Ever since I had black hair-yes, I once did-I have never forgotten what a veteran reporter told me. I have quoted him several times, as you know: "Money. Why does anybody do anything?"
Nothing could be truer of professional athletes, especially the stupid Latrell Sprewell, who once said he couldn't live on $9 million a year because he had a family to feed.
But like almost everything we say, hear and read, the observation does not hold true 100 percent of the time. There are exceptions, times when the letter P stands for pride, not pay. And in the sports world, there isn't a better example than the Ryder Cup competition, which will be held next week at Medinah Country Club in Illinois.
Oh, I'm sure the players will eat well and sleep well, thanks to the PGA of America, but that's about it. The Ryder Cup is all about pride, national pride. It's a golf battle every two years between Europe and the United States, and it has absolutely nothing to do with prize money.
That is why players, especially the Americans, always seem to be much more nervous about playing for their Ryder Cup team than when they're trying to win a million bucks in four days. Of course, on the PGA Tour, finishing second in a tournament means a player can walk away with several hundred thousand dollars. In Ryder Cup competition, as some coach once said about playing a football game, "All finishing second means is that somebody beat you."
In fact, in the Ryder Cup it's even worse: Finishing second means you were last.
The Ryder Cup changed dramatically in 1979, when the Americans' opponents came from all over Europe instead of just Great Britain. Before that, from 1927 through 1977, the British defeated the U.S. only three times, in 1929, 1933 and 1957. Because of World War II, there was no Ryder Cup competition between 1937 and 1947.
Bringing all of Europe into the Ryder Cup was a brilliant move, because the U.S. vs. Great Britain was comparable to one U.S. state's golfers teeing it up against golfers chosen from the other 49.
In 1979, the Ryder Cup became a whole new golf ball game. The teams are 8-8 since then, but the calm, cool European players have defeated the sweaty-palms U.S. team in four of the past five Ryder Cups. And those include back-to-back 181/2-91/2 blowouts in 2004 and 2006. Our win during that five-cup stretch was 161/2-111/2 in 2008 at Valhalla Golf Club in Louisville, Ky.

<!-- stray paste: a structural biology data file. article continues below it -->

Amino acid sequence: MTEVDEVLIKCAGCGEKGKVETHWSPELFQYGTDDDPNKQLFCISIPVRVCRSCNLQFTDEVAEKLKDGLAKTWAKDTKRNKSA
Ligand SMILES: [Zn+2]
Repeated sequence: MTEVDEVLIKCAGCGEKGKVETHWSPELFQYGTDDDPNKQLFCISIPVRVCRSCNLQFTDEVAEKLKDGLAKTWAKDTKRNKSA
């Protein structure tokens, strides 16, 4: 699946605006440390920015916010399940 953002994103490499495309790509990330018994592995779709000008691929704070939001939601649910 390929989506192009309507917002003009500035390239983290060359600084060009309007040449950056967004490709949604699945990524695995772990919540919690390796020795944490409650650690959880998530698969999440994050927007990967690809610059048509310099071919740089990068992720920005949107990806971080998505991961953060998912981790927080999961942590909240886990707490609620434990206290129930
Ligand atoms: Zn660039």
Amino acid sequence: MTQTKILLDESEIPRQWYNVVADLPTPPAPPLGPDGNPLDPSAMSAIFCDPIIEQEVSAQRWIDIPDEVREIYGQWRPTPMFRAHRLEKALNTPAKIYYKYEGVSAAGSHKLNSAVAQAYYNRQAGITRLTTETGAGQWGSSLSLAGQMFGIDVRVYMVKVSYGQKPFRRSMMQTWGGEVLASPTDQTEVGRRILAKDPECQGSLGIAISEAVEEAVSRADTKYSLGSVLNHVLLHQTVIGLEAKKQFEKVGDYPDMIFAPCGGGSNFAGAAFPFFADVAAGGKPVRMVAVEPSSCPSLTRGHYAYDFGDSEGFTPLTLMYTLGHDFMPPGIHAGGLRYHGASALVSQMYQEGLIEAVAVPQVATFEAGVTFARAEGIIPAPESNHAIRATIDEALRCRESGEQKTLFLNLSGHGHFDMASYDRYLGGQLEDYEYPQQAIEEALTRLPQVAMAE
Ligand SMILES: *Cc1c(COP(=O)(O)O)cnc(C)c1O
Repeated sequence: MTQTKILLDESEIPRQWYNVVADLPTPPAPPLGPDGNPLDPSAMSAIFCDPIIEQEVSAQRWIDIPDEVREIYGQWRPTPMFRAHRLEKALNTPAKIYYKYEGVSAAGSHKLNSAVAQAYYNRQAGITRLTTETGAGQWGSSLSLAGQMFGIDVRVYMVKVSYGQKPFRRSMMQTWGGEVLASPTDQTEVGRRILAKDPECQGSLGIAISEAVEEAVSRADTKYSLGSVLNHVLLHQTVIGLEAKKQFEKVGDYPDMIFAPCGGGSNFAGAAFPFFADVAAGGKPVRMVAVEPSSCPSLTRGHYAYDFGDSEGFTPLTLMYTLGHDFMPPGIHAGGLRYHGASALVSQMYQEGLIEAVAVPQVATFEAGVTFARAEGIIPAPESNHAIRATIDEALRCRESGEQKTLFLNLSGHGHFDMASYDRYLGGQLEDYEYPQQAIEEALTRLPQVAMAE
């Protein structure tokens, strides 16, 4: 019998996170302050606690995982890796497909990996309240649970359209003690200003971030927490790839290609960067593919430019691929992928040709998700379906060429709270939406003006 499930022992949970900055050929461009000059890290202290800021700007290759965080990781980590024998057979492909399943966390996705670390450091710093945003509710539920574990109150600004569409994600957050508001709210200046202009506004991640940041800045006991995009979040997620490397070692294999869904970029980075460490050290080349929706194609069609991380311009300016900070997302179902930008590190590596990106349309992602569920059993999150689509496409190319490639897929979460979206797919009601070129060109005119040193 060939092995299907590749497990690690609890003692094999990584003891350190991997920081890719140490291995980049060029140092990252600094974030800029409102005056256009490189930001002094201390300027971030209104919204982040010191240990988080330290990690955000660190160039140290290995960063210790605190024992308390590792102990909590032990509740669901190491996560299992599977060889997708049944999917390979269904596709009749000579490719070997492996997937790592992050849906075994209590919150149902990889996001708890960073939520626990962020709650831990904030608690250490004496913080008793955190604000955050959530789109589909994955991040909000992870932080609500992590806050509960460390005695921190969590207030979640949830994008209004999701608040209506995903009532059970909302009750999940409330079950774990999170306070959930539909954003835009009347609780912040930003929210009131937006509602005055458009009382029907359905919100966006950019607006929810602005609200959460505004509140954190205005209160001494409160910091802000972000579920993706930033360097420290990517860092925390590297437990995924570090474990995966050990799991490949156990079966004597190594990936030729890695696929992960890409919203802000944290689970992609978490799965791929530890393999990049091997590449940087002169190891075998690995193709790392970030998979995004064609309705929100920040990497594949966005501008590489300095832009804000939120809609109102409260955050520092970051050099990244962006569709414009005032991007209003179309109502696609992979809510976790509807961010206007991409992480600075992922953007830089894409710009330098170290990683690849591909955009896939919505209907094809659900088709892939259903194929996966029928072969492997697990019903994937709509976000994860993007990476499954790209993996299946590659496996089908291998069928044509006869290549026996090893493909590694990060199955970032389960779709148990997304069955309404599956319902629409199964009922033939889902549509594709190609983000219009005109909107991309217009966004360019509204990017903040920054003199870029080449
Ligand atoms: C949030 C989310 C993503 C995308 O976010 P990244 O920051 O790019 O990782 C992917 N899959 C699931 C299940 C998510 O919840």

That's where the Ryder Cup has been, and now the big question is where it's going this year. Assuming it doesn't end in a tie, which team will take a 9-8 lead? If you look closely at each 12-man team, you might bet your next mortgage payment on the Europeans. Their combined individual Ryder Cup won-loss record is 60-32, with 18 ties; the U.S. players' combined record is a scary 41-59-16.
Not one American Ryder Cup player has a winning record. Zach Johnson and Steve Stricker are both 3-3-1, and Matt Kuchar is 1-1-2. Not even Tiger Woods has won more matches than he's lost. He's 13-14-2.
What happened or didn't happen in past Ryder Cups doesn't mean a thing, but I can't help but wonder what will be bouncing around in the U.S. players' heads when the Europeans turn up the heat next week. How will U.S. team rookies Keegan Bradley, Jason Dufner, Webb Simpson and Brandt Snedeker react to the pressure? Will they be thinking, "Bring it on, baby," or gulping and mumbling to themselves, "Wow, I can't believe I'm on the Ryder Cup team"?
How about Woods? There was a time when he wouldn't blink if he had to go head-to-head with an alligator on the golf course, and maybe he's back there. You have to like Phil Mickelson's chances because he's 42 and will be calm, cool and collected despite his 11-17-6 Ryder record.
Speaking of age and experience, no one on the planet thinks No. 1-ranked Rory McIlroy, a four-time winner this year, will be a nervous wreck next week when he's playing for Europe. He will be far more intimidating than intimidated. Throw in No. 3 Luke Donald, Graeme McDowell, Lee Westwood, Sergio Garcia, etc., and there is no doubt the Americans will have their hands full.
The Medinah course reportedly has been set up more American than European, with fast greens and clipped rough. That may be a good idea, but probably it will be no big deal for the Europeans because they all play over here a lot-eight of the 12 more than a lot. The good news for the Americans is that the only thing that matters is how they play when it counts, not how they played two years ago or two weeks ago.
Still-sorry, my dear Uncle Sam-I'm going with the Europeans to win the Ryder Cup. I hope I'm wrong.
Rick Woodson's column appears each Thursday on the Rochester Business Journal website at www.rbjdaily.com. His book, "Words of Woodson," is available at www.authorhouse.com/bookstore. Listen to his weekly program, "The Golf Tee," at 9 a.m. Sunday on WHTK-AM 1280 and FM 107.